Spain’s women’s team is still in revolt one day before the new coach names her Nations League squad
BARCELONA, Spain (AP) — One day before Spain’s new women’s coach announces her first squad, the players who won the Women’s World Cup have yet to say if they are ready to come back to the team after rebelling against their disgraced former federation president.
Spain’s women have had little chance to celebrate their greatest soccer achievement because Luis Rubiales caused an uproar when he kissed player Jenni Hermoso on the lips without her consent at the awards ceremony last month in Sydney.
The 23 players, plus more than 50 others, responded to his subsequent refusal to step down in the days after the kiss by announcing that they would not play for their nation again until the federation underwent deep reforms and had new leadership.
In the whirlwind of events since, the federation has been in upheaval. Rubiales was first suspended by soccer governing body FIFA, then his interim replacement fired the women’s national team coach that was unpopular with his players, and Rubiales himself eventually resigned under immense pressure.
Many expected that the firing of coach Jorge Vilda and the exit of Rubiales would clear the path for the return of the players. But so far, with hours ticking down to the squad announcement, the best the federation can say is that talks are still ongoing.
The players said through their FUTRPO union on Aug. 25 that they would not return to play for Spain “if the present leadership continues” and asked for “real structural changes that help the national team continue to grow.”
It is not known if the players want more personnel changes as well as material improvements.
“We are asking for changes so no woman, inside or outside of soccer, should ever have to experience again situations of disparagement, disrespect, or abuse,” Spain midfielder Alexia Putellas, a two-time Ballon d’Or winner, said Wednesday. “We need consensus, courage and leadership from the institutions, please. This is why we will not stop here.”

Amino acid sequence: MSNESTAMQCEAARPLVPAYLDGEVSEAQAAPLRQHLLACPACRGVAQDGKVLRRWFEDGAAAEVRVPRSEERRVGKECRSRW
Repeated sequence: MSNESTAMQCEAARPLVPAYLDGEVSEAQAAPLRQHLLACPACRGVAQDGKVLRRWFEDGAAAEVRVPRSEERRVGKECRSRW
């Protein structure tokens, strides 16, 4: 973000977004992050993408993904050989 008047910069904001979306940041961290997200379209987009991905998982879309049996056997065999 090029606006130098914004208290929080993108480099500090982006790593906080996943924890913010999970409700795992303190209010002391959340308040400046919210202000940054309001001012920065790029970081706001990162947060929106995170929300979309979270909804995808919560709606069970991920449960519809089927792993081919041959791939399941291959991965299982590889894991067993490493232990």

Last year, 15 players similarly rebelled, asking for more “professional” coaching from Vilda. The federation firmly backed Vilda, and only three relented and were eventually included in this year’s Women’s World Cup squad.
Quietly, however, the player revolt did appear to lead to some changes for the better. The staff was increased to more than 60 members to accompany the team to Australia and New Zealand, the team flew on chartered flights, and players were given money to help bring their families along, with time guaranteed for the mothers to spend time with their children.
And after this second rebellion by the entire team, and with Rubiales — Vilda’s biggest supporter — on his way out, the federation this time sided with the players. In Vilda’s place, the federation named his former assistant, Monste Tomé, to become the first female coach of Spain’s women’s team.
Rafael del Amo, the head of women’s soccer at the federation, said this week that he is hopeful the players will come back. He said the improved conditions the players enjoyed at the Women’s World Cup will remain in place and that he felt bridges had been mended with the removal of Vilda and the exit of Rubiales.
FUTPRO union president Amanda Gutiérrez, whose union is representing the players, said Wednesday that the situation is “complicated.”
“It is true that the federation has listened … and that they are making structural changes,” Gutiérrez told Cadena SER radio. “Now it is the players’ turn to determine if those structural changes are sufficient or if there need to be more. I think it is a difficult decision for them, both for the players and for the people in the federation who are trying to resolve the conflict.”
It is not clear what Tomé will do if there is no deal between the players and the federation before she announces her list in Madrid on Friday. In theory, a player is obliged to answer the call by a national team. She could also call up others players to take their places.
Spain is set to play at No. 1-ranked Sweden in the Women’s Nations League on Sept. 22. Spain, ranked second in the world, beat Sweden 2-1 in the Women’s World Cup semifinals before edging England 1-0 in the final.
The squad announcement will come on the same day that Rubiales testifies in front of a Spanish judge investigating accusations by state prosecutors that he sexually assaulted Hermoso with his kiss. He says the kiss was consentual. Hermoso has denied that.
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